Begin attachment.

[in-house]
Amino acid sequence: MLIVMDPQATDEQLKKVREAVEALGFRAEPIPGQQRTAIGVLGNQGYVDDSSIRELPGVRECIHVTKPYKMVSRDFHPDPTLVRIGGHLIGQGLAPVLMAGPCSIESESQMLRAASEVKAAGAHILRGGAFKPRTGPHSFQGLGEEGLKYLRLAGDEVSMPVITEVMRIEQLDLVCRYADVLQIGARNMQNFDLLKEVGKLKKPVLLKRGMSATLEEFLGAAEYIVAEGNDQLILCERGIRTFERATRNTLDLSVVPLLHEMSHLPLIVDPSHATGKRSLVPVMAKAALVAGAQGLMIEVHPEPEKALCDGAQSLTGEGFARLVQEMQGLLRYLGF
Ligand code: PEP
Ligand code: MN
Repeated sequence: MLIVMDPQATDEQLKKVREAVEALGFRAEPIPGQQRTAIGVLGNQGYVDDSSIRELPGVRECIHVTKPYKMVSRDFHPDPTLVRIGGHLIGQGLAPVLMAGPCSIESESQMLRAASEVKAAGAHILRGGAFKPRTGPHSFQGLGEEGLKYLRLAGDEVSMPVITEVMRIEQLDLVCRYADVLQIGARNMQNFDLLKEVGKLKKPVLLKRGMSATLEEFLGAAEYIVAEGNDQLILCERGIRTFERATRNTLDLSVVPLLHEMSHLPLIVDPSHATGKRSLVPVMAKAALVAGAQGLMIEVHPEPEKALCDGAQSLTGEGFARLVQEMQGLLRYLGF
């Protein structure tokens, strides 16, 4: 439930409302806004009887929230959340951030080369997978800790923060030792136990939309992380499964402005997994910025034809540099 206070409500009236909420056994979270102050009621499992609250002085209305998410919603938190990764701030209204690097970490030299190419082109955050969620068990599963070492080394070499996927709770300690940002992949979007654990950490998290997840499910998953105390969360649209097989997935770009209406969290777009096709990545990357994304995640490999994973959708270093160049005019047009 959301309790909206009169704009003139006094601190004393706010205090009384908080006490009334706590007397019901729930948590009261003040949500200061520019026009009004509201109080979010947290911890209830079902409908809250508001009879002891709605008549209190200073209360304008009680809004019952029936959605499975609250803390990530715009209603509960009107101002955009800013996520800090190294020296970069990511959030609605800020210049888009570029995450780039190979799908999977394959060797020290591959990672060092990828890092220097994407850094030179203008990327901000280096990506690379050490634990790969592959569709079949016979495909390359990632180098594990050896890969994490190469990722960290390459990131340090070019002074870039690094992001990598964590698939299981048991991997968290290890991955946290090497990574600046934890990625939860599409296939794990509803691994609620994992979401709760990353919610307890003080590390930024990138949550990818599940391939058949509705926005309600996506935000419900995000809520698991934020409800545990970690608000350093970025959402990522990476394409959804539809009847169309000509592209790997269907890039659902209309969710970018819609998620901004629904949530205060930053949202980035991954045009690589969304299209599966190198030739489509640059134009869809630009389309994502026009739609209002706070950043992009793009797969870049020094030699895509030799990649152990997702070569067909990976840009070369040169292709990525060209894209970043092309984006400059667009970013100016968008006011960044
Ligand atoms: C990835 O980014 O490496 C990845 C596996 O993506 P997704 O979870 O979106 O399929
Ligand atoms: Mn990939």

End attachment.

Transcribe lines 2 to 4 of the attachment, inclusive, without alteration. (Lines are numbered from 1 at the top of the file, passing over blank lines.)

Amino acid sequence: MLIVMDPQATDEQLKKVREAVEALGFRAEPIPGQQRTAIGVLGNQGYVDDSSIRELPGVRECIHVTKPYKMVSRDFHPDPTLVRIGGHLIGQGLAPVLMAGPCSIESESQMLRAASEVKAAGAHILRGGAFKPRTGPHSFQGLGEEGLKYLRLAGDEVSMPVITEVMRIEQLDLVCRYADVLQIGARNMQNFDLLKEVGKLKKPVLLKRGMSATLEEFLGAAEYIVAEGNDQLILCERGIRTFERATRNTLDLSVVPLLHEMSHLPLIVDPSHATGKRSLVPVMAKAALVAGAQGLMIEVHPEPEKALCDGAQSLTGEGFARLVQEMQGLLRYLGF
Ligand code: PEP
Ligand code: MN